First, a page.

In my time off I thought I'd implement some idiomatic data structures, starting with a linked list.

Here's my current version:

#include <iostream>
using namespace std;

struct node{
int data;
node *next;

void traverseList(node *head){
    for(node *iterator = head ; iterator ; iterator = iterator->next)
        cout << iterator->data << endl;

int length(node *head){
    int count = 0;
    for(node *iterator = head ; iterator ; iterator = iterator->next, count++) {}
    return count;

int main(){

    //create the head of the list, assign it data
    node *head = new node;
    head->data = 0;

    //create a {1,2,3} list
    node *first = new node;
    node *second = new node;
    node *third = new node;

    //assign appropriate data
    first->data = 1;
    second->data = 2;
    third->data = 3;

    //assign pointees
    first->next = second;
    second->next = third;
    third->next = 0;

    //give the head the pointee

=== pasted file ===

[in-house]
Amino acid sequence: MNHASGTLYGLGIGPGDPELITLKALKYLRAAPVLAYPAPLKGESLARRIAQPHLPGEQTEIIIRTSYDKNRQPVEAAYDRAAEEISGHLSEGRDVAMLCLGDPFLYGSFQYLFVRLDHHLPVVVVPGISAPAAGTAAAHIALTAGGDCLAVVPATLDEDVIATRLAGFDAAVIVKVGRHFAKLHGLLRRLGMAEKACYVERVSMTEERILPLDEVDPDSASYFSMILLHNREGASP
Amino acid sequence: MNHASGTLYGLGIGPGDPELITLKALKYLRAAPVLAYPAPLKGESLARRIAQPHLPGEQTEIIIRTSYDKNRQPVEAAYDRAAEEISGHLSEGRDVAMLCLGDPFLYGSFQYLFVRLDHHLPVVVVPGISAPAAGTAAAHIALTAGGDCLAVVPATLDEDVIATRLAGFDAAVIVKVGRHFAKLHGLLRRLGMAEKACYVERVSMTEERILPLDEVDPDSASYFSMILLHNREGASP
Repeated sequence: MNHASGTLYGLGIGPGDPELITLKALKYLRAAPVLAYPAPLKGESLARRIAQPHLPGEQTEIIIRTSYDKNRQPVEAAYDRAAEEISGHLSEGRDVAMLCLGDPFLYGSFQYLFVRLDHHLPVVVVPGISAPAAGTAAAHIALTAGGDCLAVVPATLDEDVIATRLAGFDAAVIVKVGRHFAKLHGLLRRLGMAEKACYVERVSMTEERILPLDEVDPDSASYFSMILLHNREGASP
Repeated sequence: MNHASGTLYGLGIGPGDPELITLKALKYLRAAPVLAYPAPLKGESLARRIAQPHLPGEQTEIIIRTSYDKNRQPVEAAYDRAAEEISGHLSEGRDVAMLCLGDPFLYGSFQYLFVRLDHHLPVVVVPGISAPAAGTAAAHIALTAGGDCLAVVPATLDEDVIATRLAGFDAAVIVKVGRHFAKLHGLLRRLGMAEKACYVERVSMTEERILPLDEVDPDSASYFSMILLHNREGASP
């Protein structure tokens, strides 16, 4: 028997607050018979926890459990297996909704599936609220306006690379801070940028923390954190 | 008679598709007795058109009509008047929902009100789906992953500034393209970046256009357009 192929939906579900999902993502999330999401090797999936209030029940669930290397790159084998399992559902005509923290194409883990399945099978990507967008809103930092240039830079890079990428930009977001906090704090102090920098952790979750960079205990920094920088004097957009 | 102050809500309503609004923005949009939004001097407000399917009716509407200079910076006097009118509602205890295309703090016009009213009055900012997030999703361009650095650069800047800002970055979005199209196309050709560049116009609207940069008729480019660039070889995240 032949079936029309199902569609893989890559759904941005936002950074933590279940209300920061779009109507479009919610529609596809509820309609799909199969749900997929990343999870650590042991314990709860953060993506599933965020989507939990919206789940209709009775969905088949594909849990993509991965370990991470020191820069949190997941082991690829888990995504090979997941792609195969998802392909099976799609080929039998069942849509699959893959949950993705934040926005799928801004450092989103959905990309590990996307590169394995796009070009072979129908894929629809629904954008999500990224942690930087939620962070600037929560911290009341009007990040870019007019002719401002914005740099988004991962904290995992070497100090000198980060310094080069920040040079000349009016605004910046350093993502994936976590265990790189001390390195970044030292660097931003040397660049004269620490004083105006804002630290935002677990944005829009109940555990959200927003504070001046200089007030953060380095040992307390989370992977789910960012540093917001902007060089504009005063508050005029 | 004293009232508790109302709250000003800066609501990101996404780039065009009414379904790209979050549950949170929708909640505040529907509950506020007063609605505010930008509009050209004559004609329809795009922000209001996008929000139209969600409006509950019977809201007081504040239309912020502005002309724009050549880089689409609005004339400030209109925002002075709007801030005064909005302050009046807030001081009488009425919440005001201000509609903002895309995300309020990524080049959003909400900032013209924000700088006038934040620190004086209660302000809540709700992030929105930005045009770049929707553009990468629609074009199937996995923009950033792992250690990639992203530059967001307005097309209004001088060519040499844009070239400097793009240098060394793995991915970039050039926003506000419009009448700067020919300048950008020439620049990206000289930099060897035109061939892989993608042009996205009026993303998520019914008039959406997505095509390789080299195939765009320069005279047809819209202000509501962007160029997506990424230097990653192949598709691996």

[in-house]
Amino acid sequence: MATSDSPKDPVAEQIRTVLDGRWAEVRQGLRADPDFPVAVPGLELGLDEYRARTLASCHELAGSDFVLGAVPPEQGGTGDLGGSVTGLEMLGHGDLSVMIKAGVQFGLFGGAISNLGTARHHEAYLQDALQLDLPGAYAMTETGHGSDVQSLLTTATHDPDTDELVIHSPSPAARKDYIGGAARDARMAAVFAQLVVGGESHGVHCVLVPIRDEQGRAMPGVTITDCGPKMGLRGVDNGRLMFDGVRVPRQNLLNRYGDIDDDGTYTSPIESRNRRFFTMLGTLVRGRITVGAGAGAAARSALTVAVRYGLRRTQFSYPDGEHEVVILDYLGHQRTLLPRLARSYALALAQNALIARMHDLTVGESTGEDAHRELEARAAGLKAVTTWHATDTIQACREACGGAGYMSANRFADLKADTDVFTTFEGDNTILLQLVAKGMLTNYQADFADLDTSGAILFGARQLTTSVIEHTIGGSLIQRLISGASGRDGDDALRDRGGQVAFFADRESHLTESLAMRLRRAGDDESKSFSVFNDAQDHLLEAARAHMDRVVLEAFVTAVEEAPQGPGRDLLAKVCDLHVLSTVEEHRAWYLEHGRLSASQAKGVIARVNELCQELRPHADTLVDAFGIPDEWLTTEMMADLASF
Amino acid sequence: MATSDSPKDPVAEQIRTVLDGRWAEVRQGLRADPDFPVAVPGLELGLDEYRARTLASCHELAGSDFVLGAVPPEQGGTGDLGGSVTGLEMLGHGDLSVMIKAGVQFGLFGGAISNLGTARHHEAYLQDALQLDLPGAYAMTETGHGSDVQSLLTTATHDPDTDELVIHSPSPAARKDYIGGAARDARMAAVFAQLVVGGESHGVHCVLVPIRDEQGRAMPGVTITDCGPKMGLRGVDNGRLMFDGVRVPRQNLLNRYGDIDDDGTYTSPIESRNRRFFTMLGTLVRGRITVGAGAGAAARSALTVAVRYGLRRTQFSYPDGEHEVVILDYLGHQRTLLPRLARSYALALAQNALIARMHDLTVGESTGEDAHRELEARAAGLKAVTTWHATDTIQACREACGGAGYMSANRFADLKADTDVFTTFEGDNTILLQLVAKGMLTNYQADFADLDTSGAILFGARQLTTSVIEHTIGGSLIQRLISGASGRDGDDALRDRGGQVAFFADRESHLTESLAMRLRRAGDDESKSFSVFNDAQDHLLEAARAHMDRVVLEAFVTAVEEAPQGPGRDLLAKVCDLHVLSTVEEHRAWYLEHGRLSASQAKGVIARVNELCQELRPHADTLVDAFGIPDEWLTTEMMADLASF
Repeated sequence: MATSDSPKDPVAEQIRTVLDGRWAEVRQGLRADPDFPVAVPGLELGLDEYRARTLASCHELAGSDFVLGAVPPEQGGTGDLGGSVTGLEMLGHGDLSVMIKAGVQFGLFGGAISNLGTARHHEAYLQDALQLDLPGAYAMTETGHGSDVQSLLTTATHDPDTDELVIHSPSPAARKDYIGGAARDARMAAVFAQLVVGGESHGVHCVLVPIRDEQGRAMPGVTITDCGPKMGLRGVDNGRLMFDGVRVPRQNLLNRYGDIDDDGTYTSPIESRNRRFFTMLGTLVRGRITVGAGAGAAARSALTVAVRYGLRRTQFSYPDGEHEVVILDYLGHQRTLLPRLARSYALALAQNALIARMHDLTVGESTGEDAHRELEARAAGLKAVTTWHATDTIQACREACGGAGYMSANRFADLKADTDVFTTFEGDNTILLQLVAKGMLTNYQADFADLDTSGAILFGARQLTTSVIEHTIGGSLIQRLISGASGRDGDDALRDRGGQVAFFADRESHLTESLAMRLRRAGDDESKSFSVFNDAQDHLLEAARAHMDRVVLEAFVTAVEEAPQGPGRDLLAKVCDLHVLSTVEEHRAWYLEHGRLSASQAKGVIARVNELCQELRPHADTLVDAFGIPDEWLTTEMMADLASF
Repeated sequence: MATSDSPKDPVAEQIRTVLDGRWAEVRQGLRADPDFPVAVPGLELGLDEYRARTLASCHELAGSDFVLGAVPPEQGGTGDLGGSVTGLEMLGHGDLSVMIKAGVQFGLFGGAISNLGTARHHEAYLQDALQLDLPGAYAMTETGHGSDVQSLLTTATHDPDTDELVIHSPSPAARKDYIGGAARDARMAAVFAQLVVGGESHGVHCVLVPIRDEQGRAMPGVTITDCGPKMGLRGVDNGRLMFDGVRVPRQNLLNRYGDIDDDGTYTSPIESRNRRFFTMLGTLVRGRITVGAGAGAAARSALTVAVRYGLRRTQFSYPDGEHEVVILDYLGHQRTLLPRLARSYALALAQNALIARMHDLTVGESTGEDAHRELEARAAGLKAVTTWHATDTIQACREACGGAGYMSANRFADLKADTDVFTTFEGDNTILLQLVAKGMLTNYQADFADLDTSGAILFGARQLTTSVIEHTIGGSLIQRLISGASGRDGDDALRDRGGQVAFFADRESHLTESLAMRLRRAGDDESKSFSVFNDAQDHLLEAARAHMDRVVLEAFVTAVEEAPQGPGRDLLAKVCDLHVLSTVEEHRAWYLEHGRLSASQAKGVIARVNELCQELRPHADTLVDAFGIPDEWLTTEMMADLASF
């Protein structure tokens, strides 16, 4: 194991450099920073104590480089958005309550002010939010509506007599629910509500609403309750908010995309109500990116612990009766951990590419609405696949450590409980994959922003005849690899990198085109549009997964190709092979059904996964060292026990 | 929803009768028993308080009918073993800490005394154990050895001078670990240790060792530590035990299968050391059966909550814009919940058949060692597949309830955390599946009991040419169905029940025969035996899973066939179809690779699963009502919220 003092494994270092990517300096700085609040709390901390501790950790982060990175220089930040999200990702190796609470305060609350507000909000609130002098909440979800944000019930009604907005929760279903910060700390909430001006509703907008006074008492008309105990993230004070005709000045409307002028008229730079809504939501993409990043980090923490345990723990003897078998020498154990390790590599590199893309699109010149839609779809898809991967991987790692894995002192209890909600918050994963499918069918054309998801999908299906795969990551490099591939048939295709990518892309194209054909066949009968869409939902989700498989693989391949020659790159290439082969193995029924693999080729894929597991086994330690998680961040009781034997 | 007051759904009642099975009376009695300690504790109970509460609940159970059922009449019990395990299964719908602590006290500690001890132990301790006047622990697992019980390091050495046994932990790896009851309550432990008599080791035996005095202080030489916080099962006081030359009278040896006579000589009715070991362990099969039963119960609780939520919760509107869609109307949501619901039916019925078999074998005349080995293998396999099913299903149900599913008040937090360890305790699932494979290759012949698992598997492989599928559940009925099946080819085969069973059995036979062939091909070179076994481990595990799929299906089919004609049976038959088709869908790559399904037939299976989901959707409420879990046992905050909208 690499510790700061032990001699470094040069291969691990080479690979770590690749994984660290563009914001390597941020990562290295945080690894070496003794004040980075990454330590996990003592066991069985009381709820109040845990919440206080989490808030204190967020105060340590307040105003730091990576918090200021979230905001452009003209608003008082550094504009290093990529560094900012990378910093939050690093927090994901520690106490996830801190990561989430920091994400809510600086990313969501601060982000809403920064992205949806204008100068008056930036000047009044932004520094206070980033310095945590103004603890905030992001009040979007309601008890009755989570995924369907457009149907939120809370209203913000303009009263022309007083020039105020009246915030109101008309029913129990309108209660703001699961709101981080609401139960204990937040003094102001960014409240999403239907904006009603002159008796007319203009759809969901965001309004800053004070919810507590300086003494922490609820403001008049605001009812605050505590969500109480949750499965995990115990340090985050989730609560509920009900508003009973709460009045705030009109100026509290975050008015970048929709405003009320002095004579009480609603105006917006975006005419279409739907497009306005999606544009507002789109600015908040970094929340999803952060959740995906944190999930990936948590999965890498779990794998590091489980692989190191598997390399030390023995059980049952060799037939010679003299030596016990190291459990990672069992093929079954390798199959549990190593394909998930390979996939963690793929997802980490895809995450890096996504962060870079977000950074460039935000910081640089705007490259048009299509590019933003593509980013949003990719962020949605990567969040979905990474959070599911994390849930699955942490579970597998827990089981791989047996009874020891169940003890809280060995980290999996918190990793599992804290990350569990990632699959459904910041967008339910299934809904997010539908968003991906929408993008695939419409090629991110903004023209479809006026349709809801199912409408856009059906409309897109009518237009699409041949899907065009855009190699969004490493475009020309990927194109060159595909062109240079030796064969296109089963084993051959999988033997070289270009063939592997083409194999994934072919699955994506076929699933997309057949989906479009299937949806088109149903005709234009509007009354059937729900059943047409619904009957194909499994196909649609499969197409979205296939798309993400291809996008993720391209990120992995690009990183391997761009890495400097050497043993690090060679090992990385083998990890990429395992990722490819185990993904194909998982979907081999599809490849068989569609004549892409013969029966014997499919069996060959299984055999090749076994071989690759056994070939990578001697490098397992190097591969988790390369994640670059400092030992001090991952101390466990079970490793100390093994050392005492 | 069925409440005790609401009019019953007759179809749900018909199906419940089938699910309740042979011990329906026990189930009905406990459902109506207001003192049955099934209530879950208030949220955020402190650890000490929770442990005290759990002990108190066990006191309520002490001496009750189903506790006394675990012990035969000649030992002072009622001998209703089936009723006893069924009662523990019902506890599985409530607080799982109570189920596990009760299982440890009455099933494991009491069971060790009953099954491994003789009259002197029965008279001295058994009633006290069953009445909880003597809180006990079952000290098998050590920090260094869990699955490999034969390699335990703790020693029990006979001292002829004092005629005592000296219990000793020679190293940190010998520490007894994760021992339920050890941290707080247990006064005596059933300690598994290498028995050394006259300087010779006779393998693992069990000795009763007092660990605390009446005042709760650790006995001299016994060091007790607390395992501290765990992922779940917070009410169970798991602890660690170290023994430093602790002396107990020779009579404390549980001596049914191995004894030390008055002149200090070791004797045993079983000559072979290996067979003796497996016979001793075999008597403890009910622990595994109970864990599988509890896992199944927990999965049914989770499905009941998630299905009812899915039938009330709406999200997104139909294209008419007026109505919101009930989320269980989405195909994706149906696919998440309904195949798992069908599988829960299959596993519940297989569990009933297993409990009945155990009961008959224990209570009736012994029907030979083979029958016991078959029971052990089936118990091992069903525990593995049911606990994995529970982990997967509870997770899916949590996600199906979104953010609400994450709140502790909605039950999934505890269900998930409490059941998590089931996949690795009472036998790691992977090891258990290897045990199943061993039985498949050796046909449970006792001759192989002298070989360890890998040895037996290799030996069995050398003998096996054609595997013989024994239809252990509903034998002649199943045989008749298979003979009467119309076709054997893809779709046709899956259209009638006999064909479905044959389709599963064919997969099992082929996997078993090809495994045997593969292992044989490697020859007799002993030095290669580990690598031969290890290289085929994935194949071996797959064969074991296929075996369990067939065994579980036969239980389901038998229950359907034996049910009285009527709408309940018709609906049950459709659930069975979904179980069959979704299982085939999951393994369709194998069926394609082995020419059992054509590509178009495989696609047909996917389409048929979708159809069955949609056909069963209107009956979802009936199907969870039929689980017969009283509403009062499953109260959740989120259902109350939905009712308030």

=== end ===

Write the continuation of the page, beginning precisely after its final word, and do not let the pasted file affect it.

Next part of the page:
head->next = first;

    int listLength = length(head);
    printf("List Length: %d\n", listLength);
    return 0;

I've already changed the while loops I originally used (e.g.):

void traverseList(node *head){
  if(head != 0){
    while(head->next !=0){
    cout << head->data << endl;
    head = head->next;

  //one extra for the node at the end
  cout << head->data << endl;

to the for loops above. Is there anything else I should keep in mind? I'm following the Stanford CS linked list basics and problem set.


1 Answer 1


This is C++, not C. Therefore, your linked list class should contain the methods for operating on the list, and it shouldn't expose implementation details like nodes. For traversing the list, provide iterators. You should also make it a template so that it can be used with any type

That's the general picture. More specifically:

  • If you insist on traversing with a dedicated function for it, make it take a function (or functor!) so that anything can be done with the nodes.
  • You've not created any mechanism for deleting the nodes. Your class should do that in its destructor.
  • You're not doing a lot of error checking that you should be. That's not as relevant when you turn it into a class, but making sure head isn't null is very important. You're doing that in traverse now, but length also needs it.

To summarise, if the user of your class sees a single pointer, you can be sure you're doing it wrong.


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